What is the Fear of Elevators Called?

What you have is a fear of elevators, which is called elevatophobia. It is most commonly triggered by an experience of getting stuck inside either due to a power outage or technical maintenance. Hearing about other people's experiences or watching a movie about similar circumstances can prompt a fear of elevators getting stuck with you inside. Usually, claustrophobics and agoraphobics may also develop elevatophobia because the triggers and objects of these fears are related. Claustrophobia is the fear of closed and cramped spaces, while agoraphobia is the fear of being trapped without any means of escape. Put the two together, and the elevator becomes the perfect combination of both phobias. The space is limited and closed, with only one means of entry and exit. You can add another point of access if you consider climbing the cables like they do in the movies, but that certainly isn't ideal.

Symptoms of Elevatophobia

If for some reason an elevator stops due to an outage or some technical difficulty, passengers with elevatophobia may go into full panic mode. Even if the maintenance team advises that it will just be a matter of minutes, by then, the person's mind has become irrational with the fear of the elevator falling, being stuck for hours, or other unpleasant thoughts. You would expect a person to exhibit the following physical symptoms: Additionally, you would be filled with that overwhelming anxiety where you feel that you have zero control over the situation. You start fearing the unknown and are filled with negative thoughts about death and imminent doom. You become irrational and unresponsive.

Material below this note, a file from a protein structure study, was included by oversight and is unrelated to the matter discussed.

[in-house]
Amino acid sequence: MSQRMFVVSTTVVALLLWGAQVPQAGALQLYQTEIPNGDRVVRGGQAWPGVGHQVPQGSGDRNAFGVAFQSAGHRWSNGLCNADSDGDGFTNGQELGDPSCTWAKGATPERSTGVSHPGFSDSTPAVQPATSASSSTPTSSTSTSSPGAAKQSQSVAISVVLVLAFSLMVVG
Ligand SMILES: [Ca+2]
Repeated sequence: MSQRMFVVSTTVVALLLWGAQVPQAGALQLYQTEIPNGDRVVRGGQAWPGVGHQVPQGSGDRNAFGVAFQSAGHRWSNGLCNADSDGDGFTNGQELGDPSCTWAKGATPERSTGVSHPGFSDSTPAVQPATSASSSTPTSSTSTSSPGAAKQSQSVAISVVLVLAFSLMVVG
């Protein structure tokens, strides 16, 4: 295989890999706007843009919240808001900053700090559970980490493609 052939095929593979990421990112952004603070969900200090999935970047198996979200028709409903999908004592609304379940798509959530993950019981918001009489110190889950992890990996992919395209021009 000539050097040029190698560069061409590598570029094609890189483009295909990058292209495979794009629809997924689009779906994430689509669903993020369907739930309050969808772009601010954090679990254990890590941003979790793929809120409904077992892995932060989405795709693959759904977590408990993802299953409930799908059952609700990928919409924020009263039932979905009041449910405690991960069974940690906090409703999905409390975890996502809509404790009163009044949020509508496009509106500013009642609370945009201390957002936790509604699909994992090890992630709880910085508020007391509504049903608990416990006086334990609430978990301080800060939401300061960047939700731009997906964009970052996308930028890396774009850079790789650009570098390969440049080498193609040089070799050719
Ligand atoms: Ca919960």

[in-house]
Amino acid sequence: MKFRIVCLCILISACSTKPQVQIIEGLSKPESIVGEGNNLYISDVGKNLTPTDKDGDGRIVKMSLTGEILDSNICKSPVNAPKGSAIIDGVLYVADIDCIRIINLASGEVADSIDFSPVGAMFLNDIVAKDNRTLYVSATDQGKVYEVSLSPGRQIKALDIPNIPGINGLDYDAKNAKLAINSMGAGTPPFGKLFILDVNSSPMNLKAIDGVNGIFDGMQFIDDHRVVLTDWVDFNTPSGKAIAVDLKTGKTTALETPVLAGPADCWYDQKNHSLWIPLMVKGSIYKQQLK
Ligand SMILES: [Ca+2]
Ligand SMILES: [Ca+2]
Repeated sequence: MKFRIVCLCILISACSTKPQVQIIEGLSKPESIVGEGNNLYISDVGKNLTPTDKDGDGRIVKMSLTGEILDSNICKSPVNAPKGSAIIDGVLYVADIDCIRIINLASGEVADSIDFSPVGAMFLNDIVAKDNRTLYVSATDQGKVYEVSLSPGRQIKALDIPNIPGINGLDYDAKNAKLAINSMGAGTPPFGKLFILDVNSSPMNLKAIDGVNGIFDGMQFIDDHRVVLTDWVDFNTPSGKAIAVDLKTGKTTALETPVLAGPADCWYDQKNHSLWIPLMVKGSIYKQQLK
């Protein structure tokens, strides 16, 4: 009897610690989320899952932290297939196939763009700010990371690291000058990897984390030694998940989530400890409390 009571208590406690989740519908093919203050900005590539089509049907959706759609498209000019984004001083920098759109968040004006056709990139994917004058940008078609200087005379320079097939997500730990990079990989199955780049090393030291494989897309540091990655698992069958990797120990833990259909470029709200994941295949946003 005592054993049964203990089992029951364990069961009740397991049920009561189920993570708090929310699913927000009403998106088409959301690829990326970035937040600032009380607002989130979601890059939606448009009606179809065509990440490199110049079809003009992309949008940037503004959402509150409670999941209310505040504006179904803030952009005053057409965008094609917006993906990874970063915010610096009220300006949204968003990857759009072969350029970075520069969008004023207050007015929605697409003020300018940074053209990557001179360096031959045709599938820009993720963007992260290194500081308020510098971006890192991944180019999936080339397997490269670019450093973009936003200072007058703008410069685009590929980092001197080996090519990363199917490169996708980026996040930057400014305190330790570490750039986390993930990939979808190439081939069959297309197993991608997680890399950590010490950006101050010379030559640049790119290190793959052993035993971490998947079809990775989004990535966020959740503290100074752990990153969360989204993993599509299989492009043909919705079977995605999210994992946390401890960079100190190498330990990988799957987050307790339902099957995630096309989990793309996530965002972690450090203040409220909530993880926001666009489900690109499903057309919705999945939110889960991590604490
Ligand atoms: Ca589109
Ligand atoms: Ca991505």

Possible Complications of Elevatophobia

When the panic sets in, the possibility of emergencies related to pre-existing conditions may make themselves known. This might include serious health crises like heart attacks or asthma attacks. When this happens, fear becomes a medical emergency. Elevator rides do not last long; it's just a matter of minutes or even less. But the fact that a person can escalate from panic to a near fatal medical situation classifies the fear of elevators as a 'hard phobia.'